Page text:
When our boys were much smaller, Jan ordered monogrammed duffle bags for each of them. Each child had his own personalized luggage. They would load their bags in the car to go visit Grannie and Granddad for a few days. And of course they valued the individuality that goes with having your own bag. Randall had legos stashed in his duffle bag. Daniel carefully packed capes and swords for the trip. Mitchell was more inclined to include weaponry in his luggage. Those were fun days filled with great memories.
Tonight Glenn Newberry, who serves as Executive Director for Foster’s Home for Children in Stephenville, spoke to us very plainly about our upcoming role in leading The Christian Service Center of Granbury. Glenn is one of the most knowledgeable people in our area, when it comes to reaching to those in desperate need. Foster’s Home is a residential group care foster facility. Everyday they are taking care of children who have been abused and neglected.
In his presentation tonight, Glenn told us that many of the children they serve arrive at the home with nothing more than a few clothes packed a plastic trash bag. There are no legos in those bags. The bags are void of swords or toy guns. There is nothing beyond the bare necessities.
He went on to tell us that employees at Foster’s would typically pack up a child’s belongings once again in a plastic trash bag, when the time came for them to leave their care. At a training seminar recently, the staff came to realize that such a choice on their part was demeaning toward the children, whom they had come to love. Packing a person’s belonging in a trash bag does not communicate value and respect for that individual.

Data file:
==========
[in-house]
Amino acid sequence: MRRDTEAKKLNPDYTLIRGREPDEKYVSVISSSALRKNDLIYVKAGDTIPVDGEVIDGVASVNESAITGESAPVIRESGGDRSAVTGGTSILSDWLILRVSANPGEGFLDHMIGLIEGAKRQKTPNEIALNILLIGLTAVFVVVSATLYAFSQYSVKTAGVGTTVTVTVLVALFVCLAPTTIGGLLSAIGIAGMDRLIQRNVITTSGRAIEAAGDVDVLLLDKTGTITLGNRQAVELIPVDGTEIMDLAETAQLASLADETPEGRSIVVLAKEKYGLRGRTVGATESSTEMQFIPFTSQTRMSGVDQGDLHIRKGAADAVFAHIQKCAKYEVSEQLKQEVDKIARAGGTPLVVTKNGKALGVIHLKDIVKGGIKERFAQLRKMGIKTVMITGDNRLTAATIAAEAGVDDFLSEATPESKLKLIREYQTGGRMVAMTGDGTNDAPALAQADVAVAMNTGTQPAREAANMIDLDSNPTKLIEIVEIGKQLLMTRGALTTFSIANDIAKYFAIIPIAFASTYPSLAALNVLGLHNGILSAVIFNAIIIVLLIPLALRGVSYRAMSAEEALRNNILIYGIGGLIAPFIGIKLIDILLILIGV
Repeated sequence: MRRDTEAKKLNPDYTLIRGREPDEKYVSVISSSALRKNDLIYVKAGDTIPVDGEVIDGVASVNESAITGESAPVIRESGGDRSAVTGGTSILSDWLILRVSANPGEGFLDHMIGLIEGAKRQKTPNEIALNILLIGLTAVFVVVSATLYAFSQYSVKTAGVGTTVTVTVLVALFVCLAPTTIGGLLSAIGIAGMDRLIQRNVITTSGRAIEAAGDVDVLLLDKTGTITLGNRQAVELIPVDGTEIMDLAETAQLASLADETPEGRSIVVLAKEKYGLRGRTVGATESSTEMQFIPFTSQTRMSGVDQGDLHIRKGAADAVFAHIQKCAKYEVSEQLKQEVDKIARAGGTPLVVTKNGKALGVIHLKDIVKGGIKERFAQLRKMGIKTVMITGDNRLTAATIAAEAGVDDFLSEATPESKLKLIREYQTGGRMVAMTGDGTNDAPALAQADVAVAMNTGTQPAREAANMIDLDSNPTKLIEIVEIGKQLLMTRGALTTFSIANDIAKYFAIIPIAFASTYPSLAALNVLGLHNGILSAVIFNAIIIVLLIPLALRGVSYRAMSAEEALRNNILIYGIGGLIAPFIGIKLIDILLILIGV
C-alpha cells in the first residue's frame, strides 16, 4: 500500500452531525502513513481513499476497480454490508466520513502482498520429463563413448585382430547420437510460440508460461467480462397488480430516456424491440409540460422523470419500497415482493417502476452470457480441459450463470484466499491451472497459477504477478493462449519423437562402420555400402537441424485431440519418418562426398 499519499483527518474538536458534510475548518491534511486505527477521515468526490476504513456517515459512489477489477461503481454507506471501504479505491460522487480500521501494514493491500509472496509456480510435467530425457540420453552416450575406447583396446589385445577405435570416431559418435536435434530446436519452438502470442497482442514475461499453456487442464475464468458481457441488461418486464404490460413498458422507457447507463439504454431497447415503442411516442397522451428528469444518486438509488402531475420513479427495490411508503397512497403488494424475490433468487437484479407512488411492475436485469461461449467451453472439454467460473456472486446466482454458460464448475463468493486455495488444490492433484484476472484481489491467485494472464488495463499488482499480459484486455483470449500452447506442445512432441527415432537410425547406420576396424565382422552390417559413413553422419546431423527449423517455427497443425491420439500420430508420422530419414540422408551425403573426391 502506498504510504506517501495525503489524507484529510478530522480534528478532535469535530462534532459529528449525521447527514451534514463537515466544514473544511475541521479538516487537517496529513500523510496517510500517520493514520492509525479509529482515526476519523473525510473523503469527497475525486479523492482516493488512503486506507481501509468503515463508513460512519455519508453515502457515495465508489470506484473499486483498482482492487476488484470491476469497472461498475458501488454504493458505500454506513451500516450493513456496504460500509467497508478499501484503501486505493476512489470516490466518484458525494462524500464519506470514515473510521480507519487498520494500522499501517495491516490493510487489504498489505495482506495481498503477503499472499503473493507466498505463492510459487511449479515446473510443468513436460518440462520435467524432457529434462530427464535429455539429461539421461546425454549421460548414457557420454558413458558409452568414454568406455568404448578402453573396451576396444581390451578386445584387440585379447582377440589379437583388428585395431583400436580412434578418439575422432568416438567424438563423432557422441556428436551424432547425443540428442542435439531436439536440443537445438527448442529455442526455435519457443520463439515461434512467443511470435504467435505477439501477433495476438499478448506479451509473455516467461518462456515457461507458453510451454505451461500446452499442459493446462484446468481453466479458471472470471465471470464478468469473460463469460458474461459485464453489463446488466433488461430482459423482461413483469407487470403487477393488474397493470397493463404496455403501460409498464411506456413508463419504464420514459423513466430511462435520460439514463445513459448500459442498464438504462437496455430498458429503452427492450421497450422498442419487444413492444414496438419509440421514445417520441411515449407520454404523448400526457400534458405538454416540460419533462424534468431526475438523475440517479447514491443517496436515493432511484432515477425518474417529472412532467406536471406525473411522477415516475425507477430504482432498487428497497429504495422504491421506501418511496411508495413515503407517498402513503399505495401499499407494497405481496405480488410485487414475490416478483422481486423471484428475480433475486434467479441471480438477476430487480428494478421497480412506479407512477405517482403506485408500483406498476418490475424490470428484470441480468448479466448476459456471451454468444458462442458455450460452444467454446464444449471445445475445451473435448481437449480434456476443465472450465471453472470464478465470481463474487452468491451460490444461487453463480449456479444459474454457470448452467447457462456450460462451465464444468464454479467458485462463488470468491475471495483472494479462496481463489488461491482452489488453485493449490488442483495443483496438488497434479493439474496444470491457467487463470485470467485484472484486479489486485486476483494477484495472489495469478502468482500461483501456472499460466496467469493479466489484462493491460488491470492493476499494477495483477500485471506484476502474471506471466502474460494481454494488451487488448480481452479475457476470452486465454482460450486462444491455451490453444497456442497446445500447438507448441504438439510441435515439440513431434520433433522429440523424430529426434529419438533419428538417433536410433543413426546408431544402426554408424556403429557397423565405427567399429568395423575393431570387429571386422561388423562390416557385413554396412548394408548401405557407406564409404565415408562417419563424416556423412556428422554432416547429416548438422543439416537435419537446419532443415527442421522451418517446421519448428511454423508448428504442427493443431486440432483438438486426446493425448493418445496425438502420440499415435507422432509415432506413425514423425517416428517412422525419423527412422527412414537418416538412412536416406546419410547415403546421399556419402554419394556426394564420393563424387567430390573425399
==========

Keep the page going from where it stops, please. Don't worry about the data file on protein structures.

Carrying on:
Glenn told us tonight that two little girls, who were abused prior to coming to Foster’s, will be leaving their care soon. The staff has already purchased luggage for them to pack their personal belongings in. As they send them off to open a new chapter in their life, they will affirm their worth and dignity. I hope and pray the best for those two precious children.
Tomorrow I intend to write Part 2 of my thoughts on burnout based on Anne Jackson’s excellent book entitled Mad Church Disease. But tonight I cannot get the image of children arriving at Foster’s Home with their belongings stuffed in a trash bag out of my mind. I am reminded that all human beings are to be treated with dignity and respect. The simple act of packing a child’s personal effects in a suitcase reflects that goal.
And I am grateful tonight that my boys had monogrammed bags, even though I thought it was silly at the time! And I can’t help but wonder what kind of unintentional demeaning behavior I am displaying toward others, as I conclude another day.